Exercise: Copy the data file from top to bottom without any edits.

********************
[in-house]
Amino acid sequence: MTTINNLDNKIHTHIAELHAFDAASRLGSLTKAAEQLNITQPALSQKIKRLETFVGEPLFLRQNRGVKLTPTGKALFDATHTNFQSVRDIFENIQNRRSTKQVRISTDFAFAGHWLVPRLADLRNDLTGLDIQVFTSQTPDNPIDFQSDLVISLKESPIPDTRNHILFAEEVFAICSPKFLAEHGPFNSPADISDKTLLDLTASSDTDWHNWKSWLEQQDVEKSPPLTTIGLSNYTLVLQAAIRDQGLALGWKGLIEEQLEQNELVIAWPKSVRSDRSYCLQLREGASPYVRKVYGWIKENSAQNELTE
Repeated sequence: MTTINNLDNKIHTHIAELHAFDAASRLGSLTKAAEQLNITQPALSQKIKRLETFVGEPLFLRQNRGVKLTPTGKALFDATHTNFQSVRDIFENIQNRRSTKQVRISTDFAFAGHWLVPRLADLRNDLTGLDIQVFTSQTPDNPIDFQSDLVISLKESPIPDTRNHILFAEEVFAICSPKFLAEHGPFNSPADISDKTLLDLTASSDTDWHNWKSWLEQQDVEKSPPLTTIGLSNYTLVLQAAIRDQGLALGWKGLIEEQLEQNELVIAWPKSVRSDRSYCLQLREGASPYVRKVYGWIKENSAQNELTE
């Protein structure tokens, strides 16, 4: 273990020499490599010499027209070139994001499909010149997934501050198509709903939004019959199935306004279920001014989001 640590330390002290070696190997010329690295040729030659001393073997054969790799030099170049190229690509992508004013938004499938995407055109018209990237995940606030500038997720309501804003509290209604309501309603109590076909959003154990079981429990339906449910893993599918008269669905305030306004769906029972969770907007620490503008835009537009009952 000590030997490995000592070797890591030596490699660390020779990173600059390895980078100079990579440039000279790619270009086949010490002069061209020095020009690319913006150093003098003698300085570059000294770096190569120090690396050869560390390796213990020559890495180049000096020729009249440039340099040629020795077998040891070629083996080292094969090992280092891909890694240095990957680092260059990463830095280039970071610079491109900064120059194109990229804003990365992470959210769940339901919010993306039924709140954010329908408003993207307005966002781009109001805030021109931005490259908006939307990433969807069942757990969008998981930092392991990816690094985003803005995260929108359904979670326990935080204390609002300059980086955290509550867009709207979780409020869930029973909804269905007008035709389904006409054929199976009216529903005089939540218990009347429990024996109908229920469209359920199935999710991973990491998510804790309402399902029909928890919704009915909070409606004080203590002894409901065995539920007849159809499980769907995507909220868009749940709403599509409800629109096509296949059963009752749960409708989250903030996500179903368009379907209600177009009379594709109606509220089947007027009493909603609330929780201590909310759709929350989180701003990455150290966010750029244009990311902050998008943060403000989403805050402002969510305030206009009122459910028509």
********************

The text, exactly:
[in-house]
Amino acid sequence: MTTINNLDNKIHTHIAELHAFDAASRLGSLTKAAEQLNITQPALSQKIKRLETFVGEPLFLRQNRGVKLTPTGKALFDATHTNFQSVRDIFENIQNRRSTKQVRISTDFAFAGHWLVPRLADLRNDLTGLDIQVFTSQTPDNPIDFQSDLVISLKESPIPDTRNHILFAEEVFAICSPKFLAEHGPFNSPADISDKTLLDLTASSDTDWHNWKSWLEQQDVEKSPPLTTIGLSNYTLVLQAAIRDQGLALGWKGLIEEQLEQNELVIAWPKSVRSDRSYCLQLREGASPYVRKVYGWIKENSAQNELTE
Repeated sequence: MTTINNLDNKIHTHIAELHAFDAASRLGSLTKAAEQLNITQPALSQKIKRLETFVGEPLFLRQNRGVKLTPTGKALFDATHTNFQSVRDIFENIQNRRSTKQVRISTDFAFAGHWLVPRLADLRNDLTGLDIQVFTSQTPDNPIDFQSDLVISLKESPIPDTRNHILFAEEVFAICSPKFLAEHGPFNSPADISDKTLLDLTASSDTDWHNWKSWLEQQDVEKSPPLTTIGLSNYTLVLQAAIRDQGLALGWKGLIEEQLEQNELVIAWPKSVRSDRSYCLQLREGASPYVRKVYGWIKENSAQNELTE
């Protein structure tokens, strides 16, 4: 273990020499490599010499027209070139994001499909010149997934501050198509709903939004019959199935306004279920001014989001 640590330390002290070696190997010329690295040729030659001393073997054969790799030099170049190229690509992508004013938004499938995407055109018209990237995940606030500038997720309501804003509290209604309501309603109590076909959003154990079981429990339906449910893993599918008269669905305030306004769906029972969770907007620490503008835009537009009952 000590030997490995000592070797890591030596490699660390020779990173600059390895980078100079990579440039000279790619270009086949010490002069061209020095020009690319913006150093003098003698300085570059000294770096190569120090690396050869560390390796213990020559890495180049000096020729009249440039340099040629020795077998040891070629083996080292094969090992280092891909890694240095990957680092260059990463830095280039970071610079491109900064120059194109990229804003990365992470959210769940339901919010993306039924709140954010329908408003993207307005966002781009109001805030021109931005490259908006939307990433969807069942757990969008998981930092392991990816690094985003803005995260929108359904979670326990935080204390609002300059980086955290509550867009709207979780409020869930029973909804269905007008035709389904006409054929199976009216529903005089939540218990009347429990024996109908229920469209359920199935999710991973990491998510804790309402399902029909928890919704009915909070409606004080203590002894409901065995539920007849159809499980769907995507909220868009749940709403599509409800629109096509296949059963009752749960409708989250903030996500179903368009379907209600177009009379594709109606509220089947007027009493909603609330929780201590909310759709929350989180701003990455150290966010750029244009990311902050998008943060403000989403805050402002969510305030206009009122459910028509």